Syriac studies

Syriac studies is the study of the Syriac language and Syriac Christianity.[1] A specialist in Syriac studies is known as a Syriacist. Specifically, British, French, and German scholars of the 18th and 19th centuries who were involved in the study of Syriac/Aramaic language and literature were commonly known by this designation, at a time when the Syriac language was little understood outside Assyrian, Syriac Christian and Maronite Christian communities. In Germany the field of study is distinguished between Aramaistik (Aramaic studies) and Neuaramaistik (Neo-Aramaic (Syriac) studies).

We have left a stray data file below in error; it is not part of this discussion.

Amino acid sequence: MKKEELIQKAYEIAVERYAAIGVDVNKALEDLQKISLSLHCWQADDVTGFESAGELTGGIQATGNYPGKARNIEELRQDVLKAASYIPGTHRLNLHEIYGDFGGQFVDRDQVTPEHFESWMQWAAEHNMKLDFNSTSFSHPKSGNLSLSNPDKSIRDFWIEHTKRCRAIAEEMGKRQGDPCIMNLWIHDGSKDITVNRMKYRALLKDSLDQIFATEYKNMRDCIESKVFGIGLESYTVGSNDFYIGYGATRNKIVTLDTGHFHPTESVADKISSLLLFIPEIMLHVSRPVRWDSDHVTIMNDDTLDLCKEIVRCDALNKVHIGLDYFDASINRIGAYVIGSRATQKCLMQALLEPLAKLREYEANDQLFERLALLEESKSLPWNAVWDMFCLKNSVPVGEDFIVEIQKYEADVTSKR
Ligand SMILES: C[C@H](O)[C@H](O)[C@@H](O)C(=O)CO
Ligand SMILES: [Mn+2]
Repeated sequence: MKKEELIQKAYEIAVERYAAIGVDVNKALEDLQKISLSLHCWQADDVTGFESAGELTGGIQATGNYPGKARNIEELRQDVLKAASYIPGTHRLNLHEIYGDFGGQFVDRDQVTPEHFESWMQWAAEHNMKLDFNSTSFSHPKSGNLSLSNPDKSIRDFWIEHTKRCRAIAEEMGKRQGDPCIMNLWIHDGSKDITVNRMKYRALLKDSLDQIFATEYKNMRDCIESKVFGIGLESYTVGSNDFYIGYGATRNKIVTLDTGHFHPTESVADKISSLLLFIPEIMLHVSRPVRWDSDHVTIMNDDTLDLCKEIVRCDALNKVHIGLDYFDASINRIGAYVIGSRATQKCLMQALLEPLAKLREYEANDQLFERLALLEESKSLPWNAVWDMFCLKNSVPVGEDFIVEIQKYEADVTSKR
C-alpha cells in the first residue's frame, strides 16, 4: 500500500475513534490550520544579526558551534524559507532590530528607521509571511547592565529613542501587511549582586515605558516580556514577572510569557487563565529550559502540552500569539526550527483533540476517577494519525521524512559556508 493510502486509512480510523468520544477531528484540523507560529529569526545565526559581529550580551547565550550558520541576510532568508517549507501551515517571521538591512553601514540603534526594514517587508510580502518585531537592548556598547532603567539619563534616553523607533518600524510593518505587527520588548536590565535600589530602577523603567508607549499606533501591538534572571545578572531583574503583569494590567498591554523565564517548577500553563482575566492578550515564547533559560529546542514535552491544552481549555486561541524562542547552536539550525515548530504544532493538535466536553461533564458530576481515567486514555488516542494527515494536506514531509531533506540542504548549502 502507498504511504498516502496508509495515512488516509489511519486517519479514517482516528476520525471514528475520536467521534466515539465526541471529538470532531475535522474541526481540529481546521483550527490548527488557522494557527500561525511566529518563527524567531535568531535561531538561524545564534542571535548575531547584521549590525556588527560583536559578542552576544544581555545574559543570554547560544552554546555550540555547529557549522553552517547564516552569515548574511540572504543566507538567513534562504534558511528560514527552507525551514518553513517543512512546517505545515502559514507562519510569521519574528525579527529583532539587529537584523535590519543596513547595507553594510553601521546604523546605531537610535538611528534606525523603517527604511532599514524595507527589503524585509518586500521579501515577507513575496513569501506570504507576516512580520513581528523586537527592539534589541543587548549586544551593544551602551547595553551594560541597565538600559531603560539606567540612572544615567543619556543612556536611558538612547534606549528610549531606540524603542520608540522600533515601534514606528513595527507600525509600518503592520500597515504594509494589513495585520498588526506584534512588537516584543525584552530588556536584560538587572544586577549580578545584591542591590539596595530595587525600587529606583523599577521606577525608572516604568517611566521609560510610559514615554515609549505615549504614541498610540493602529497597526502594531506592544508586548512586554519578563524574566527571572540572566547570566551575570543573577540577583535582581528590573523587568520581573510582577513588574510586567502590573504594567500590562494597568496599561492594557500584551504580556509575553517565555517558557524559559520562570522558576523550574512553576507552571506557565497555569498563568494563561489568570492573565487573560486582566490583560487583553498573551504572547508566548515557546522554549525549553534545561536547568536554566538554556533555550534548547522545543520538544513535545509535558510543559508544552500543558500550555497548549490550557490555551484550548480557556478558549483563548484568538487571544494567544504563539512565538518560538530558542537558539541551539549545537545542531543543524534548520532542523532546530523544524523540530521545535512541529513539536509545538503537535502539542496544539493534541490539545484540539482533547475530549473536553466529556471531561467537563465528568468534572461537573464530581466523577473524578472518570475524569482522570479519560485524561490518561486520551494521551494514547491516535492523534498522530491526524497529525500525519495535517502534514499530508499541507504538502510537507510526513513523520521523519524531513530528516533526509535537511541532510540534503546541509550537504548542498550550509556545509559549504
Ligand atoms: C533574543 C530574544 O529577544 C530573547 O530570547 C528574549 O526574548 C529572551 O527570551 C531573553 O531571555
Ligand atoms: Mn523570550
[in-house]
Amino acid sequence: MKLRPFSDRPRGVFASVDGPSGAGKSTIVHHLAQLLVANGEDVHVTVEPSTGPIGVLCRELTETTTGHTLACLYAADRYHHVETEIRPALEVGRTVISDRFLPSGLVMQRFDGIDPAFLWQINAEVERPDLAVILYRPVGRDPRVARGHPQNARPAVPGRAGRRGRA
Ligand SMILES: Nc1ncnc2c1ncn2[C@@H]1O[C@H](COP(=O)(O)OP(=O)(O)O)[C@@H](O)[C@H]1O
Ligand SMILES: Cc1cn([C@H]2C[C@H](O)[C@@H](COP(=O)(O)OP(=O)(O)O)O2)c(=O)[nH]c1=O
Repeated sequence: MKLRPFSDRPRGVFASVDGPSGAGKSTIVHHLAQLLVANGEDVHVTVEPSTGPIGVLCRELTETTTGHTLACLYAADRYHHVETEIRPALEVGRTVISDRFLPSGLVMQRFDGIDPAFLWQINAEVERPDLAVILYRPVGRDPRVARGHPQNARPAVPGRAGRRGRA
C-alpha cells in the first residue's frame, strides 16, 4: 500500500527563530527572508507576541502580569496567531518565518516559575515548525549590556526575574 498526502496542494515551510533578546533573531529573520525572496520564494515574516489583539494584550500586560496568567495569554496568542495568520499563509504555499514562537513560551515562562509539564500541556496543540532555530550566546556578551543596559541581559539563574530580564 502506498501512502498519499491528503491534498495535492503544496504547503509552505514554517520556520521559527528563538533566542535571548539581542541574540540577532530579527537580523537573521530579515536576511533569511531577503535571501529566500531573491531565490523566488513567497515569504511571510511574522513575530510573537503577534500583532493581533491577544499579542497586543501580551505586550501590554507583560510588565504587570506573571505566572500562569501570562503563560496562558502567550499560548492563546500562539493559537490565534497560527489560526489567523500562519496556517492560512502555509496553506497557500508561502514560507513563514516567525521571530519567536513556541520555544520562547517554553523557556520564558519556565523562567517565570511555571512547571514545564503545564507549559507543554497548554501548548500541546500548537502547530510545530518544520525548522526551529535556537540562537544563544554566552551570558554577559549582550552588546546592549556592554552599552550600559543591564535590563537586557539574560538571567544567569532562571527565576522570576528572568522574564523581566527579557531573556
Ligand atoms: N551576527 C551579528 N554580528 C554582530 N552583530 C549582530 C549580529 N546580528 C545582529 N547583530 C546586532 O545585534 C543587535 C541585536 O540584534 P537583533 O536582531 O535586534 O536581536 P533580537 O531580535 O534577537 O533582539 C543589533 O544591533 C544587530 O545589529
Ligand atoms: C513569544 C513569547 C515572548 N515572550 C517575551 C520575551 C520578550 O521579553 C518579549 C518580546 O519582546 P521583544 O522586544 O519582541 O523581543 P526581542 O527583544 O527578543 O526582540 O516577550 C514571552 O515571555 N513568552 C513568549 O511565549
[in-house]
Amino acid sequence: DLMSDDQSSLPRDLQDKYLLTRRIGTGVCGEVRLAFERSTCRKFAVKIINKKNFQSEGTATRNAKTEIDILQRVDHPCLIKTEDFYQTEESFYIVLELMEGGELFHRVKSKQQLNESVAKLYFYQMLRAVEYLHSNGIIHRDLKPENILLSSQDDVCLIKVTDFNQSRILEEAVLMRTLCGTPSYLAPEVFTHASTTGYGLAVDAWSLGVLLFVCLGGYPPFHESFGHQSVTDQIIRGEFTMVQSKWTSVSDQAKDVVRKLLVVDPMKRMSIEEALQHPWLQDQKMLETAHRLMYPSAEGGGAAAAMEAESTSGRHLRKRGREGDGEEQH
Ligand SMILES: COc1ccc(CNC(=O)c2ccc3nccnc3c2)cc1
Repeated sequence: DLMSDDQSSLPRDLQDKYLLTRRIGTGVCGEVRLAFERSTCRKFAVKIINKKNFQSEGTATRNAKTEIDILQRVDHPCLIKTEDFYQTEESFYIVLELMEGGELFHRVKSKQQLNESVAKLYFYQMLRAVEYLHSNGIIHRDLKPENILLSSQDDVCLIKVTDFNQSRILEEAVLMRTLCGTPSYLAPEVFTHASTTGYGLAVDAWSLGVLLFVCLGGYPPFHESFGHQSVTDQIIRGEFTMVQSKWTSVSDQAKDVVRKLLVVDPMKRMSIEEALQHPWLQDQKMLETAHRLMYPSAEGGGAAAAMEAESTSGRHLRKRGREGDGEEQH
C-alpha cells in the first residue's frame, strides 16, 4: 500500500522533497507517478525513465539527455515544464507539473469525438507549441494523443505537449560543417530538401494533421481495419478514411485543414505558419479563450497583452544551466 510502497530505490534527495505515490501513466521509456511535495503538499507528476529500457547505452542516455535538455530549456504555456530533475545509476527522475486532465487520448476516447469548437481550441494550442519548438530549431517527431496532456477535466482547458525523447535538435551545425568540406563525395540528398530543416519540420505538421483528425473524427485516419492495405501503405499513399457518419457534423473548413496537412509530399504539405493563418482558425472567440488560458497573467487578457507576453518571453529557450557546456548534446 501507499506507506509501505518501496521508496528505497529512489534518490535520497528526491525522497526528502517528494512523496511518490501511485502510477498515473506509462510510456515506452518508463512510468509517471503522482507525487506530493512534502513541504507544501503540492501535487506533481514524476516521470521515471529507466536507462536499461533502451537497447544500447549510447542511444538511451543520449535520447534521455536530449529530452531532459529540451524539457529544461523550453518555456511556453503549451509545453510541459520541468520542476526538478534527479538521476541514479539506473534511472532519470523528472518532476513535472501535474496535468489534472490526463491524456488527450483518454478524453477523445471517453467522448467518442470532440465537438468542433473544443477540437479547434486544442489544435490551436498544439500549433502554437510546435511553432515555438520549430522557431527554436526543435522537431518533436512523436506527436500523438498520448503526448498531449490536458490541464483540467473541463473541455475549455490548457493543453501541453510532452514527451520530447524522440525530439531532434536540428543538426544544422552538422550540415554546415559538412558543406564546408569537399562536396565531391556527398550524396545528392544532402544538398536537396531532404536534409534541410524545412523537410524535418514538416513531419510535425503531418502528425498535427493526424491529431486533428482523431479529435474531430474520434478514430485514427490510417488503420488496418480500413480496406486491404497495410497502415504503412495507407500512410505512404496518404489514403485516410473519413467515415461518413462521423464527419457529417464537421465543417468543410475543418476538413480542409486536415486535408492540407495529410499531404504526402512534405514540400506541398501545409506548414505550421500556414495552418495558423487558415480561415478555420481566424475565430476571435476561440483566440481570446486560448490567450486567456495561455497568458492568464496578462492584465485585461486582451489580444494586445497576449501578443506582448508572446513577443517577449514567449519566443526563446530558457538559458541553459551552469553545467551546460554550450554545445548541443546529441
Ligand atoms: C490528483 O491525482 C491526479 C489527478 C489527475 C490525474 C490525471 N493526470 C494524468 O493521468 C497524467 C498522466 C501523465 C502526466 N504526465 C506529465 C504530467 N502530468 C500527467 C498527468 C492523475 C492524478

At universities Syriac studies are mostly incorporated into a more 'general' field of studies, such as Eastern Christianity at the School of Oriental and African Studies, University of London, Aramaic studies at the University of Oxford and University of Leiden, Eastern Christianity at Duke University,[2] or Semitic studies at the Freie Universität Berlin. Most students learn the Syriac language within a biblical studies program.[3] Conferences for Syriac studies include the Symposium Syriacum,[4] the Section "Bible and Syriac Studies in Context" at the International Meetings of the Society of Biblical Literature,[5] and the Section "Syriac Literature and Interpretations of Sacred Texts" at the Annual Meetings of the Society of Biblical Literature.[5]

Syriac academic journals include the annual Oriens Christianus (Wiesbaden) and Syriac Studies Today.[6] is a centralized academic portal for Syriac studies.[7]

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